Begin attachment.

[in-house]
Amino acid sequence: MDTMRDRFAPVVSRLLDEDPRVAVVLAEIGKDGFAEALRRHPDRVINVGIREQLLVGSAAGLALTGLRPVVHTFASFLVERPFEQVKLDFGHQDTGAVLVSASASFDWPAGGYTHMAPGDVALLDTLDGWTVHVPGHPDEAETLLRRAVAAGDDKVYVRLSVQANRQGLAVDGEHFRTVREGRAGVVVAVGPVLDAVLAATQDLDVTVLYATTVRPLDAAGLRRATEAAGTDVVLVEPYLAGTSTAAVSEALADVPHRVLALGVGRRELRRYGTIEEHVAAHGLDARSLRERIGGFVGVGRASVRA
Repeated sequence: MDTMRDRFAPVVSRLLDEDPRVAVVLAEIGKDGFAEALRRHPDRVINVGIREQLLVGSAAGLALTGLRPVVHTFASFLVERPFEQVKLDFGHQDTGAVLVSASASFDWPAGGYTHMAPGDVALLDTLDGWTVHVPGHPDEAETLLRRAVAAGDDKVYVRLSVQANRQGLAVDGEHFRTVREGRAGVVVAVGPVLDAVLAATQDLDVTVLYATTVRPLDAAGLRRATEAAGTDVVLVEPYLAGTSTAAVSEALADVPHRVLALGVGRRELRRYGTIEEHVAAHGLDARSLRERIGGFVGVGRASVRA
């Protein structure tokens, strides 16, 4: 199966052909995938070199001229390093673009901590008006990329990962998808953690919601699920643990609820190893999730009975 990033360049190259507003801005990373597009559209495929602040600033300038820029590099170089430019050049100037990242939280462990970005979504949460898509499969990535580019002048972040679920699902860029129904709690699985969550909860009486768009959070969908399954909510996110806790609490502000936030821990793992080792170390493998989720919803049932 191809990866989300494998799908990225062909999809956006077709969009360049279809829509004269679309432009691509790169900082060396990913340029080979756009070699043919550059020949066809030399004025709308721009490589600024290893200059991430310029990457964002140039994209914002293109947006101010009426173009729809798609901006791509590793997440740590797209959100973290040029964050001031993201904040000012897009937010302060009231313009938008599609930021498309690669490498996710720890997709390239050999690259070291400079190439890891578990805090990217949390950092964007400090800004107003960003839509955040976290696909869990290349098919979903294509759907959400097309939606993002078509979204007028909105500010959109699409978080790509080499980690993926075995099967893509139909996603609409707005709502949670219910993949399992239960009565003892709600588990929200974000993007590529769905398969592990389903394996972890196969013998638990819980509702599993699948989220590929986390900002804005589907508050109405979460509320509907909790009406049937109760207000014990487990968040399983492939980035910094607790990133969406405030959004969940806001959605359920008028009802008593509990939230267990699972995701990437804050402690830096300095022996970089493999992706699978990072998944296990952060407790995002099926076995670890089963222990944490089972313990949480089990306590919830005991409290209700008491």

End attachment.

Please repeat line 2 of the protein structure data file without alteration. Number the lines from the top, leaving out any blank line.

Amino acid sequence: MDTMRDRFAPVVSRLLDEDPRVAVVLAEIGKDGFAEALRRHPDRVINVGIREQLLVGSAAGLALTGLRPVVHTFASFLVERPFEQVKLDFGHQDTGAVLVSASASFDWPAGGYTHMAPGDVALLDTLDGWTVHVPGHPDEAETLLRRAVAAGDDKVYVRLSVQANRQGLAVDGEHFRTVREGRAGVVVAVGPVLDAVLAATQDLDVTVLYATTVRPLDAAGLRRATEAAGTDVVLVEPYLAGTSTAAVSEALADVPHRVLALGVGRRELRRYGTIEEHVAAHGLDARSLRERIGGFVGVGRASVRA